can build up in leaves and halt or reduce photosynthesis itself.
In experiments with dawn redwood seedlings, Jagels, UMaine associate
scientist Michael Day and postdoctoral research associate Alejandra
Equiza have found evidence that the tree responds to continuous light by
rapidly funneling sugars to growing stems and needles. Continuous growth
and an expanding crown literally give the dawn redwood a branch up on
the competition. Its primary competitor on Axel Heiberg was the larch or
tamarack (Larix species), another conifer that loses its needles in
winter. In contrast to tamarack, dawn redwood produces more needles and
branches that effectively shade out the competition.
Another factor in the dawn redwood's favor is its ability to conduct
photosynthesis in the dim light of an Arctic spring or fall. Working
with Jagels, UMaine graduate student Xiaochun Li analyzed cells at the
surface of dawn redwood needles. Putting the needles under an electron
microscope, she found that they contain chloroplasts — photosynthetic
machinery located well below the surface in most other trees. Like an
owl's eye designed to function at night, the position of these
chloroplasts makes the tree more sensitive to available light. Together
with a convex cell shape that helps to concentrate light, chloroplasts
at the needle surface enable dawn redwoods to conduct photosynthesis at
a high rate, even when the sun is low on the horizon.
In comparison to modern dawn redwood trees, Jagels' studies of annual
growth rings in ancient wood have revealed that the trees on Axel
Heiberg appeared to be as productive as their modern counterparts. In
fact, dawn redwood prefers wet locations (its Chinese name, shui-sa,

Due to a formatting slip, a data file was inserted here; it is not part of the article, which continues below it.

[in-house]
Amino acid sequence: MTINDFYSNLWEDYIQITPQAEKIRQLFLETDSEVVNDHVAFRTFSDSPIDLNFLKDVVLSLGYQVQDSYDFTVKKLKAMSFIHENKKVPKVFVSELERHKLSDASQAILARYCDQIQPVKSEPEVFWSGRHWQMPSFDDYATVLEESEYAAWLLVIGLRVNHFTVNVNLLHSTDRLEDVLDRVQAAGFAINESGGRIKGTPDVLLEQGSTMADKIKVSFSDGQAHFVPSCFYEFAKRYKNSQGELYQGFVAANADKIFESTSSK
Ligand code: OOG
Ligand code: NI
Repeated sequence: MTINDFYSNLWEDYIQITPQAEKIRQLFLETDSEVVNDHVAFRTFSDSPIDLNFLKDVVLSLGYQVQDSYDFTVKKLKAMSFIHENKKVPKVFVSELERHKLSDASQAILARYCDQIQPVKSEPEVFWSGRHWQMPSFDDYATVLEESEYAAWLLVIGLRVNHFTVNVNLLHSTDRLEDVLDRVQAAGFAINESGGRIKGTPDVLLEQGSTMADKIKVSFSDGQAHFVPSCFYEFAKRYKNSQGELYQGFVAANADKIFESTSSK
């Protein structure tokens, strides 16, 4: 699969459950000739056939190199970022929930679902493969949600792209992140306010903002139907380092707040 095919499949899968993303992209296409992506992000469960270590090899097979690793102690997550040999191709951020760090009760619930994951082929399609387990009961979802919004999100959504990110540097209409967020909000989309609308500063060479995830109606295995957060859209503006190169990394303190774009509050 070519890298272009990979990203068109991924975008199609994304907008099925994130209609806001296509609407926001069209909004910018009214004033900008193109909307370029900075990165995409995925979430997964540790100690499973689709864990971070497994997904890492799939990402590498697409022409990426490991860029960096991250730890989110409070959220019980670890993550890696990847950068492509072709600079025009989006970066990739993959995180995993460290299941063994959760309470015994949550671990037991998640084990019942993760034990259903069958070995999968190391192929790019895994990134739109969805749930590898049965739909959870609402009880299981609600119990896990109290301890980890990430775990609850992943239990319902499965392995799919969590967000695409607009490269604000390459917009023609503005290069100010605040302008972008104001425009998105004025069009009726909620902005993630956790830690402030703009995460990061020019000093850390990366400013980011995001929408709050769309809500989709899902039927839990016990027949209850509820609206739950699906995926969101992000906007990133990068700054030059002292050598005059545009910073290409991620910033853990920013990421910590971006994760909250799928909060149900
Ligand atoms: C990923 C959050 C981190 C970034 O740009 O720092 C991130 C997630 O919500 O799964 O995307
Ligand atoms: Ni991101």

means "water fir"), and in the warm, damp paleo-Arctic, it took
advantage of swampy conditions.
Jagels and his colleagues have yet to fully understand the whole dawn
redwood story, why it lost its dominance and could not compete with
other species in places with a regular day and night cycle. But their
work suggests that as the Earth got cooler and drier, dawn redwood had
difficulty competing with newly evolving species better adapted to
Some other conifers, says Jagels, including bald cypress and the
towering redwoods of California, appear to be headed toward a status as
relicts of earlier ages, hanging on in places that are marginal for
other species. As a wood scientist, Jagels would like to harness dawn
redwood for a useful role in industrial forestry. In a 2003 article in
WoodenBoat magazine (for which he writes a regular column), he suggested
that the species has growth and wood properties that make it ideal for
Fast growth (up to 6 feet annually), preference for growing with its own
kind and ability to do well on low-nutrient, acidic soils enable it to
produce fiber at competitive costs for wood product industries, Jagels
argues. Moreover, the wood's moderate rot resistance and light weight
make it useful for new wood composite materials in boat building and
"Dawn redwood will not be the panacea to fulfill all our future wood
needs," he wrote in 2003, "but I am going to predict that it could
become the radiata pine (currently the most common plantation tree in
the world) of the late 21st century."
Jagels' suggestion has drawn criticism from people who warn of spreading
non-native species in the name of commerce. For example, eucalyptus, a
native of Australia, has raised concerns on the U.S. West Coast, as has
Norway maple in the East. Both have shown an ability to spread and to
outcompete native vegetation. But Jagels notes that dawn redwood was
widely distributed across the globe before it succumbed to a cooler,
drier climate. He stresses that in nearly 50 years of cultivation, it
has not escaped from gardens and other developed landscapes. It also is
important, he adds, to maintain natural preserves of indigenous species
outside of plantations.
Ultimately, saving the genetic stock of relict species, such as dawn
redwood, provides resilience in the face of global change. "That's an
important goal for me and my colleagues. The Earth will continue
changing, and dawn redwood may once again live in high-latitude forests.
Black spruce and other species that dominate in northern boreal forests
do better in cold climates, but in the distant future, those trees may
be restricted to higher elevations," says Jagels.
by Nick Houtman
for more stories from this issue of UMaine Today Magazine.